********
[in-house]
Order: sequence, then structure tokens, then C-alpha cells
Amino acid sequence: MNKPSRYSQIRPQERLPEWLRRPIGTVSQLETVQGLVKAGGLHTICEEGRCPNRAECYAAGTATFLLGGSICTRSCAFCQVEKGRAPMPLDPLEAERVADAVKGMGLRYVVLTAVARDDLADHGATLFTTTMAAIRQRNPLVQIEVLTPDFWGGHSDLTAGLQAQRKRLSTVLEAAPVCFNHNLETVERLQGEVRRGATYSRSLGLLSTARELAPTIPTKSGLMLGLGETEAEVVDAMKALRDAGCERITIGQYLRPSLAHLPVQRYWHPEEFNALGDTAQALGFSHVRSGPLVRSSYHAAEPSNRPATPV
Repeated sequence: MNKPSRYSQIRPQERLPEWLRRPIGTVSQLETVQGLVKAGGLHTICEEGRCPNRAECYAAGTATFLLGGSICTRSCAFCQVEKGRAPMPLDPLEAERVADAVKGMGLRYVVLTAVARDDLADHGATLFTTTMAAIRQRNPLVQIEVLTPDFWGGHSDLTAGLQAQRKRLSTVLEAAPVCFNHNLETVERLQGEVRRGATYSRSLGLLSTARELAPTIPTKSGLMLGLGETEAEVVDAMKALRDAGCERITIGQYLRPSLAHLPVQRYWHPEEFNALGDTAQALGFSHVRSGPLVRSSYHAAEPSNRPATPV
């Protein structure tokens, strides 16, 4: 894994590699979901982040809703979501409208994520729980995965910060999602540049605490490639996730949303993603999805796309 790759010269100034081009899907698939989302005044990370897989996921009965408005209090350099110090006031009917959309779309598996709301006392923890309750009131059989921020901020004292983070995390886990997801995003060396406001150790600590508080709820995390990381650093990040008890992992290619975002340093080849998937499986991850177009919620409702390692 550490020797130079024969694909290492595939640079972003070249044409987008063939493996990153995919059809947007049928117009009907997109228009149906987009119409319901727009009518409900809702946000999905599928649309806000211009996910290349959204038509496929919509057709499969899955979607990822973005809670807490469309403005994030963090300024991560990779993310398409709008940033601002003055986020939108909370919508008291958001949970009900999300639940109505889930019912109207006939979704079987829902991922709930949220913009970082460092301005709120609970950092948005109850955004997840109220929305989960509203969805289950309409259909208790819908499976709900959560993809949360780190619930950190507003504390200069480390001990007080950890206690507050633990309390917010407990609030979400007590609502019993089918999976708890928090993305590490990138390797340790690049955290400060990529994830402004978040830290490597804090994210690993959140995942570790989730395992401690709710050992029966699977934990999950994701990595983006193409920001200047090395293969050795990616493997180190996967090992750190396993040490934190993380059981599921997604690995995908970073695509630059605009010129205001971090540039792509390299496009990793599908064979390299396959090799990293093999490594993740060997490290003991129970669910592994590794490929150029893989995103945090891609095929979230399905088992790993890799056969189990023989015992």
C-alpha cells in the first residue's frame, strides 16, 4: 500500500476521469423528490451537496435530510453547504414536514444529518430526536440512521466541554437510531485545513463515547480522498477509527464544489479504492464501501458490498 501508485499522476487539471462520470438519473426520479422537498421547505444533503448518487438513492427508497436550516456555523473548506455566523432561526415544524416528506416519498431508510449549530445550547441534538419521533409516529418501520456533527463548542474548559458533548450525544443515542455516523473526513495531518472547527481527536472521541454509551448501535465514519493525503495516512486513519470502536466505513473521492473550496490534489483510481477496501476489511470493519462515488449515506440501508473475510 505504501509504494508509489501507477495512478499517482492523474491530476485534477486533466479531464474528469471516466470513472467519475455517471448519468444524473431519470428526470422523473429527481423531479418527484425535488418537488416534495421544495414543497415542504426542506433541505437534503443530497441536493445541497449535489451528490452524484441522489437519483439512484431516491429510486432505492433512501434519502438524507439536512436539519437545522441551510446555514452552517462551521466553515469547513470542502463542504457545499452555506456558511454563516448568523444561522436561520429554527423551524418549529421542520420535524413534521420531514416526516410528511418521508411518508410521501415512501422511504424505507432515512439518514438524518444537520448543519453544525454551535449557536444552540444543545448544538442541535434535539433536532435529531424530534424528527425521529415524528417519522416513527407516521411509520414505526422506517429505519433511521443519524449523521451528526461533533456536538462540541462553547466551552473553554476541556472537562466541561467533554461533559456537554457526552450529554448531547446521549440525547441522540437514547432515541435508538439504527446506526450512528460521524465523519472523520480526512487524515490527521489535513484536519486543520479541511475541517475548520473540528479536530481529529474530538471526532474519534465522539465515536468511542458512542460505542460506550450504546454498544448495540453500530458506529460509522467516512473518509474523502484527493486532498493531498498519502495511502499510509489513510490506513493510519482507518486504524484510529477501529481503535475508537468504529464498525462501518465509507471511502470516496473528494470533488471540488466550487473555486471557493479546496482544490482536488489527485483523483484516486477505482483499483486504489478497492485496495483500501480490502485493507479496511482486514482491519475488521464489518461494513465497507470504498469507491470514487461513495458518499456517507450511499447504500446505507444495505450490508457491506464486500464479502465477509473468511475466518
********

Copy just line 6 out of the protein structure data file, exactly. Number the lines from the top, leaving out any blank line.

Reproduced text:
C-alpha cells in the first residue's frame, strides 16, 4: 500500500476521469423528490451537496435530510453547504414536514444529518430526536440512521466541554437510531485545513463515547480522498477509527464544489479504492464501501458490498 501508485499522476487539471462520470438519473426520479422537498421547505444533503448518487438513492427508497436550516456555523473548506455566523432561526415544524416528506416519498431508510449549530445550547441534538419521533409516529418501520456533527463548542474548559458533548450525544443515542455516523473526513495531518472547527481527536472521541454509551448501535465514519493525503495516512486513519470502536466505513473521492473550496490534489483510481477496501476489511470493519462515488449515506440501508473475510 505504501509504494508509489501507477495512478499517482492523474491530476485534477486533466479531464474528469471516466470513472467519475455517471448519468444524473431519470428526470422523473429527481423531479418527484425535488418537488416534495421544495414543497415542504426542506433541505437534503443530497441536493445541497449535489451528490452524484441522489437519483439512484431516491429510486432505492433512501434519502438524507439536512436539519437545522441551510446555514452552517462551521466553515469547513470542502463542504457545499452555506456558511454563516448568523444561522436561520429554527423551524418549529421542520420535524413534521420531514416526516410528511418521508411518508410521501415512501422511504424505507432515512439518514438524518444537520448543519453544525454551535449557536444552540444543545448544538442541535434535539433536532435529531424530534424528527425521529415524528417519522416513527407516521411509520414505526422506517429505519433511521443519524449523521451528526461533533456536538462540541462553547466551552473553554476541556472537562466541561467533554461533559456537554457526552450529554448531547446521549440525547441522540437514547432515541435508538439504527446506526450512528460521524465523519472523520480526512487524515490527521489535513484536519486543520479541511475541517475548520473540528479536530481529529474530538471526532474519534465522539465515536468511542458512542460505542460506550450504546454498544448495540453500530458506529460509522467516512473518509474523502484527493486532498493531498498519502495511502499510509489513510490506513493510519482507518486504524484510529477501529481503535475508537468504529464498525462501518465509507471511502470516496473528494470533488471540488466550487473555486471557493479546496482544490482536488489527485483523483484516486477505482483499483486504489478497492485496495483500501480490502485493507479496511482486514482491519475488521464489518461494513465497507470504498469507491470514487461513495458518499456517507450511499447504500446505507444495505450490508457491506464486500464479502465477509473468511475466518